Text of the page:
I was also thrilled to meet the internationally recognised photographer, Tina Claffey, who specialises in the macro photography of Ireland’s wetlands. Her books, Tapestry of Light and Portal are a must-read for anyone interested in these delicate and ancient ecologies. Did you know that although only 3% of the world’s surface is bog, it represents twice the carbon efficacy of all the world’s trees and forests?!

    This research is for a commission from the Harry Woolhouse Trust for a piece to celebrate the 25th anniversary of Imperial College Sinfonietta, London. Come and hear it on Saturday 2 December in the Great Hall, Imperial College, London. Details to follow soon.

  • Imperial College Sinfonietta

    Sunday 11 June, 7.00pm, Great Hall, Sherfield Building, Imperial College, London SW7 2BB

    Ravel, Piano Concert in G 
    GriegPeer Gynt Suite No. 2 
    , Scherzo Capriccioso

    Plus chamber music by Smetana, Dvořák and Beethoven

    Tickets available soon

  • Farnborough Symphony Orchestra

    Sat 10 June, 7.45pm, Princes Hall, Aldershot GU11 1NX

    Elgar, Froissart Overture
    Britten, Serenade for Tenor, Horn and Strings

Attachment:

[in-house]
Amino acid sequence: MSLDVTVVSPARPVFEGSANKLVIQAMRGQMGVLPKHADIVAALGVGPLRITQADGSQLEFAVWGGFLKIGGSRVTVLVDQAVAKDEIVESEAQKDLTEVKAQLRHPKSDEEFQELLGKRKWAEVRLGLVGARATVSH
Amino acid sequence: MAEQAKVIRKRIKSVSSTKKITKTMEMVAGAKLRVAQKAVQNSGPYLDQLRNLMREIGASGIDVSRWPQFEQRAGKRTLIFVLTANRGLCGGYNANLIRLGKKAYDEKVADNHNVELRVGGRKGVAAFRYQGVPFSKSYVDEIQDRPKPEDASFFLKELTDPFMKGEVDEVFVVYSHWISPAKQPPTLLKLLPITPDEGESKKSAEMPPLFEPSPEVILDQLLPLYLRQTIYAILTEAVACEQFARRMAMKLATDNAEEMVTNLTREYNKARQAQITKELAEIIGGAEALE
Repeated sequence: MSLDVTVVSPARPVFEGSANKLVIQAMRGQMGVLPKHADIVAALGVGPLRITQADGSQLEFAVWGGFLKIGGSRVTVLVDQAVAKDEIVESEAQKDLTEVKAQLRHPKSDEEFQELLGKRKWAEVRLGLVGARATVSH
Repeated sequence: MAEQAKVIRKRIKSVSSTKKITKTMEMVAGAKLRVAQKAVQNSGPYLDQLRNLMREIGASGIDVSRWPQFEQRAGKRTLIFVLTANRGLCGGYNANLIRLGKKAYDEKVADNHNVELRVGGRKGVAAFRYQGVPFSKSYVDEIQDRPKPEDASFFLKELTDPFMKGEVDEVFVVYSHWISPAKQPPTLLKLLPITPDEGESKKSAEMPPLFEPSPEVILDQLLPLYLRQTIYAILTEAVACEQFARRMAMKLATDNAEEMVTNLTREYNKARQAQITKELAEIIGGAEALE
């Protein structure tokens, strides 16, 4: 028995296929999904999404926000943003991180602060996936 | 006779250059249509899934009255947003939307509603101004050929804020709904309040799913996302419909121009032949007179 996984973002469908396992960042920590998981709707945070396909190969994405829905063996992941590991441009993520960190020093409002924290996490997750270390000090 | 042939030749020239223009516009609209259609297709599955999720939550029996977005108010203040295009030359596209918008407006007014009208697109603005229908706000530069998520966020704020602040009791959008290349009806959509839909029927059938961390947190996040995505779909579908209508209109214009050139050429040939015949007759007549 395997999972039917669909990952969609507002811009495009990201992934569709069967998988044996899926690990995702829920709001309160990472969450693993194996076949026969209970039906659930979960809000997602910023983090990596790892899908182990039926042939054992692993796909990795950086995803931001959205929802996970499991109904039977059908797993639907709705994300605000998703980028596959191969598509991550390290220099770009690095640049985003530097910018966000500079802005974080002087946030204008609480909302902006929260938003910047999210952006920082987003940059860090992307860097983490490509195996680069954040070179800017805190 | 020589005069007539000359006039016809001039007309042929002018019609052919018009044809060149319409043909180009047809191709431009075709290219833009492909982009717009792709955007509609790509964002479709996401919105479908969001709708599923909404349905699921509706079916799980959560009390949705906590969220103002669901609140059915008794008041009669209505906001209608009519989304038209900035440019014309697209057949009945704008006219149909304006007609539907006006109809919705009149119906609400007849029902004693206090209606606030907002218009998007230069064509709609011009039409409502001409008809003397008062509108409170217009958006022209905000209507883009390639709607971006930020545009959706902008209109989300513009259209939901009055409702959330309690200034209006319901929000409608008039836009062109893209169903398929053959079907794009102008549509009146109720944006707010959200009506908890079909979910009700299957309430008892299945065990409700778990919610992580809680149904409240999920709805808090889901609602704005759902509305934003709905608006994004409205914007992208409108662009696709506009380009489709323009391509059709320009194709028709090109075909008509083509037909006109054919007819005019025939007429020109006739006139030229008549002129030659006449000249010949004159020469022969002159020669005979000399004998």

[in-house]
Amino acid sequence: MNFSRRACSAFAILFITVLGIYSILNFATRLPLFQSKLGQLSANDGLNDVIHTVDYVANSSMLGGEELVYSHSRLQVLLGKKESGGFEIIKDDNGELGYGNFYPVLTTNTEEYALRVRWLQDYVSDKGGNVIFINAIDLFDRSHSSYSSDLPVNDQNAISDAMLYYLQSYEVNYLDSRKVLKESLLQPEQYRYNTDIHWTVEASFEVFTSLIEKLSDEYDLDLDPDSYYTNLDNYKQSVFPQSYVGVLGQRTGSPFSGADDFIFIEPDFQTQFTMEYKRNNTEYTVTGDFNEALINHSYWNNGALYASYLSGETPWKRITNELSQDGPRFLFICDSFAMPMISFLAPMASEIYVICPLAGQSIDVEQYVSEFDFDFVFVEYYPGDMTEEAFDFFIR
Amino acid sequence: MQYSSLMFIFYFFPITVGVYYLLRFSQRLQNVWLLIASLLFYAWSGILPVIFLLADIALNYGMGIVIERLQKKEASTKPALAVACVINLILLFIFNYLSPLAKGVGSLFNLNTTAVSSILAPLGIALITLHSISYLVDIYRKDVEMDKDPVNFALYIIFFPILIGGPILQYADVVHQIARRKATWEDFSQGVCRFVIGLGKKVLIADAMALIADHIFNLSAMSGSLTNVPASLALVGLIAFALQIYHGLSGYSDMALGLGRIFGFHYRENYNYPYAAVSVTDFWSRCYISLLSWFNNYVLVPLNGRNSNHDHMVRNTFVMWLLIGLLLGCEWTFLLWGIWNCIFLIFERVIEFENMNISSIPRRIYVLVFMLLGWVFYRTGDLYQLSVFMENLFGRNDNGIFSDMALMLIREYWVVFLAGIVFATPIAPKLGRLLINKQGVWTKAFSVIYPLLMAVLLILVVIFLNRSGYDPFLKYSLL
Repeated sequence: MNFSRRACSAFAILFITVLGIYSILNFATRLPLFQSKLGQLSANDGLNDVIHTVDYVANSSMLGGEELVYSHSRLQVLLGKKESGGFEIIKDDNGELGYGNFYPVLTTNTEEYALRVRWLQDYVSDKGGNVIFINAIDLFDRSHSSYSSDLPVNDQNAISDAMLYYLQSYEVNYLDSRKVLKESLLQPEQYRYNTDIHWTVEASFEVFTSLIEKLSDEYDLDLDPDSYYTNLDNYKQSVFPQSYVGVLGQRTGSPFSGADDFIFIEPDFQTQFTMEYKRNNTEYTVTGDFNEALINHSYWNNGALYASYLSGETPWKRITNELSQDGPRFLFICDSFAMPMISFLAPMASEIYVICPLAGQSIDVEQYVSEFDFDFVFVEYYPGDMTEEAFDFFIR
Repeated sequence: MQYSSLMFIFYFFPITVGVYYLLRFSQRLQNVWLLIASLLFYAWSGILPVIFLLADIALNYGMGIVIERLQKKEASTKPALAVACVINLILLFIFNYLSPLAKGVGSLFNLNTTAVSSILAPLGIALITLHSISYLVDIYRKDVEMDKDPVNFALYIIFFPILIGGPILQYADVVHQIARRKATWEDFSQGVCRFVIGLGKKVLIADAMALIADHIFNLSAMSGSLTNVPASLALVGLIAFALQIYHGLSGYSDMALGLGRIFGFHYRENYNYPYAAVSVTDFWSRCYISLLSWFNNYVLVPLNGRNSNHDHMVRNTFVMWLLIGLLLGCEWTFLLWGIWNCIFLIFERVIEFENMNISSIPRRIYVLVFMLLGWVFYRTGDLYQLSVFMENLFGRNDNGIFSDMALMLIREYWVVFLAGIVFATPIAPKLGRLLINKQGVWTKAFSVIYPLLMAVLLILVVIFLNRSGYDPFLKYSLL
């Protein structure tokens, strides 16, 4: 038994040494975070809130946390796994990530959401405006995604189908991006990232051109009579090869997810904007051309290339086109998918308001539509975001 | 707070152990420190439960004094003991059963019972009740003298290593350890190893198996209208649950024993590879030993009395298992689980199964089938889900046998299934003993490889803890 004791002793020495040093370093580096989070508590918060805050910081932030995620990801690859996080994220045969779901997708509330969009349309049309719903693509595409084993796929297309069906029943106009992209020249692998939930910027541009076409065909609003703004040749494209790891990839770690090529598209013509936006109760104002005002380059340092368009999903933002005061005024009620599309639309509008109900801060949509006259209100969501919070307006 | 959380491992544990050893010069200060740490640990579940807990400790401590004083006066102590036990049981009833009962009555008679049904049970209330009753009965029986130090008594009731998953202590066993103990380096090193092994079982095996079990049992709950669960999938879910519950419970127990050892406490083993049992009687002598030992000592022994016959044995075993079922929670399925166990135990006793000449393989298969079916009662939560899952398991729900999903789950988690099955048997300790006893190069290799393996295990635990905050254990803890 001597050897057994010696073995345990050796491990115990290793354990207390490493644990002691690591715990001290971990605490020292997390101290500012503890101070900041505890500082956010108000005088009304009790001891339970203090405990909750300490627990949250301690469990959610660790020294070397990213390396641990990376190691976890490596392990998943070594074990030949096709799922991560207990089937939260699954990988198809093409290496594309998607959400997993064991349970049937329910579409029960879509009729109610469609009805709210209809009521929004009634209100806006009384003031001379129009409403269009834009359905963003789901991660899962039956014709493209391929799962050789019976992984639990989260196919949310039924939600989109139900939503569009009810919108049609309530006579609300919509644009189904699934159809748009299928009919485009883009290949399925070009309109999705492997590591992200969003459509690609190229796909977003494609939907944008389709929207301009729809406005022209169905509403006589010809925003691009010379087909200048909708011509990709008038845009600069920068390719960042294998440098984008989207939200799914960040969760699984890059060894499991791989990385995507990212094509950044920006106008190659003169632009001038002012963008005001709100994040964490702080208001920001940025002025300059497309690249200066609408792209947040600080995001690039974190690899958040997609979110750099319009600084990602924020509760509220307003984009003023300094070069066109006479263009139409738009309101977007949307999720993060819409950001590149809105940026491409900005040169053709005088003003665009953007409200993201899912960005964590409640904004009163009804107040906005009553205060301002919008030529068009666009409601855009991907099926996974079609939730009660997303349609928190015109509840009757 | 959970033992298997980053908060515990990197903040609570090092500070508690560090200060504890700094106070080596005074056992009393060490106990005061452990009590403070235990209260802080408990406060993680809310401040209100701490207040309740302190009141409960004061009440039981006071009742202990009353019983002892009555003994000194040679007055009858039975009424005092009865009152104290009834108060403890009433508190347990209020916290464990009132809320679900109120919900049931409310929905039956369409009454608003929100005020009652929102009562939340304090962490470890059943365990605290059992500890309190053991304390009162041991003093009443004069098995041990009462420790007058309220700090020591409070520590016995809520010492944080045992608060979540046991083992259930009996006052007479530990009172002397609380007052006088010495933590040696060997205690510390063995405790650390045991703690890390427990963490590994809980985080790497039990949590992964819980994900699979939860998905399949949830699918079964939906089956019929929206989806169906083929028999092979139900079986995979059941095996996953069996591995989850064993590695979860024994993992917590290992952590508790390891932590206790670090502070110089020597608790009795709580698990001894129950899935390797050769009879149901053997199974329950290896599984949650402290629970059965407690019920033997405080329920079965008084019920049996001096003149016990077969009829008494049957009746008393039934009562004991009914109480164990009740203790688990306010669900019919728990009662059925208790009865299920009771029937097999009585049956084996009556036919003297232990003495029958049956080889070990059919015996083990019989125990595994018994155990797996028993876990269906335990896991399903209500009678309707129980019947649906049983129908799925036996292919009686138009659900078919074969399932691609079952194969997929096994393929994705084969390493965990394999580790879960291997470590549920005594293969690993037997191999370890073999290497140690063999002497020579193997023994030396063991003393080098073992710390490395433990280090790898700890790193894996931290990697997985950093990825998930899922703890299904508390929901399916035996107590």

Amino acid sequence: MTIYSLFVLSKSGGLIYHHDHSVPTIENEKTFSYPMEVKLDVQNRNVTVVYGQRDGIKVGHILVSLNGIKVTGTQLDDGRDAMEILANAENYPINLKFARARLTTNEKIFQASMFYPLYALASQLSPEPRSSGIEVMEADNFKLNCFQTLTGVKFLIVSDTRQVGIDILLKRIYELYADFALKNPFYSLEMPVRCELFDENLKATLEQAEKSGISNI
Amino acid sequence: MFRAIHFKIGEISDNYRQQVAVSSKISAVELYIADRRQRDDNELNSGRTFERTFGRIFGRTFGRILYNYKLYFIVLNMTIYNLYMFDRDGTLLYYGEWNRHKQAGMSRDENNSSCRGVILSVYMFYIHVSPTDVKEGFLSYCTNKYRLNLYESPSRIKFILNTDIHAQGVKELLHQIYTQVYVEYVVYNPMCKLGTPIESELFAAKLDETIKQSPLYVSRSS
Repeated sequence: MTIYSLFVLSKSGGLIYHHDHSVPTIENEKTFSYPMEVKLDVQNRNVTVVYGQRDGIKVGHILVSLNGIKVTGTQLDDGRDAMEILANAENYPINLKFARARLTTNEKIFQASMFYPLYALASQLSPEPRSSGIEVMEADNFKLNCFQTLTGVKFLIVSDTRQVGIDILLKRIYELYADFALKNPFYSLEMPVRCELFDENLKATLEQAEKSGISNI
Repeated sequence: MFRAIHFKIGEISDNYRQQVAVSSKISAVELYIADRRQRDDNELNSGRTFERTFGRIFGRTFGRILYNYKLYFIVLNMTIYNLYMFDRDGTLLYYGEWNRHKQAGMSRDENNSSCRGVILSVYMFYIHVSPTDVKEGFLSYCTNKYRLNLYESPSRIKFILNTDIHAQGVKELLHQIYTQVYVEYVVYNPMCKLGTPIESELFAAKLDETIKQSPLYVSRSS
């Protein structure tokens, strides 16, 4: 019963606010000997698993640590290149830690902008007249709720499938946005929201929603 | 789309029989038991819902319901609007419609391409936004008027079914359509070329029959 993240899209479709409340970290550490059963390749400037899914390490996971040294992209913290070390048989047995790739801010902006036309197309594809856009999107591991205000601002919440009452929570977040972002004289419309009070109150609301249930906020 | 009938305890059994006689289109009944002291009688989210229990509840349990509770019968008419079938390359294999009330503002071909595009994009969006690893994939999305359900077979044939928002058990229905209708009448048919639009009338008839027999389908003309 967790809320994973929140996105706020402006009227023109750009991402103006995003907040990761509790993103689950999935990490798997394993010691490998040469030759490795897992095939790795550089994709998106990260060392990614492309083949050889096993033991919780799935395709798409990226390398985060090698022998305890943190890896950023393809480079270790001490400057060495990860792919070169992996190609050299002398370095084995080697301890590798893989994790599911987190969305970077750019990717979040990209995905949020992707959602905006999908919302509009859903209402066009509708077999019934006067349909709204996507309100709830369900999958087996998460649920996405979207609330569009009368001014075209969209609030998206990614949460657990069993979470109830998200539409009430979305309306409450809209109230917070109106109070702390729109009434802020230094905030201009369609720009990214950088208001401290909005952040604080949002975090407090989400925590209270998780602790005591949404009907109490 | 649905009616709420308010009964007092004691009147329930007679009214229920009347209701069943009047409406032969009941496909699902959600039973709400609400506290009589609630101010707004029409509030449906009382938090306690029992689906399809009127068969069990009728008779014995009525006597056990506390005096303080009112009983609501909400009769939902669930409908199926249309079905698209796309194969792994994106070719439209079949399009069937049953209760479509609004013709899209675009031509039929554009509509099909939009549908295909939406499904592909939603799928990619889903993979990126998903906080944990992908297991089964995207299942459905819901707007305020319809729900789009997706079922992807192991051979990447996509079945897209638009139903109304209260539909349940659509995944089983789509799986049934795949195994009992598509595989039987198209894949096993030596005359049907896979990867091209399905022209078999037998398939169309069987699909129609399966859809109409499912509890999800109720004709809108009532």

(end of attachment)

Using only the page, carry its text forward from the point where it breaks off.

, Enigma Variations

    Soloists: Alison Wyld (French Horn) and Ruairi Bowen (Tenor)

    Supported by the Elgar Society


  • Hertford Symphony Orchestra

    Sat 20 May, 7.45pm, Drill Hall, Ware SG12 9HP

    Nielsen, Helios Overture; BeethovenLeonore Overture No. 3; Grieg, Morning Mood; Schumann, Symphony No. 3, ‘Rhenish’ 


  • Imperial College Sinfonietta – Sat 11 March, 7pm, Great Hall, Sherfield Building, South Kensington

    A ‘circular’ masterpiece

    Cesar Franck was one of the great organ improvisers – and an inspiring teacher to a generation of French composers. It’s probable that Debussy’s structural innovations (his String Quartet, for example) wouldn’t have come to pass were it not for the circular forms created by his teacher. Cesar Franck’s Symphony in D Minor takes a ‘cross’ motif that Bach would have recognised. He then meditates on it over the course of a three-movement symphony. Every theme and instrument is given its full character and space, like the organ stops and architecture of his beloved Saint-Clotilde in Paris. The recurrence of the cross motif brings us around with perfect timing to a blazing finale, with four trumpets blasting away jubilantly.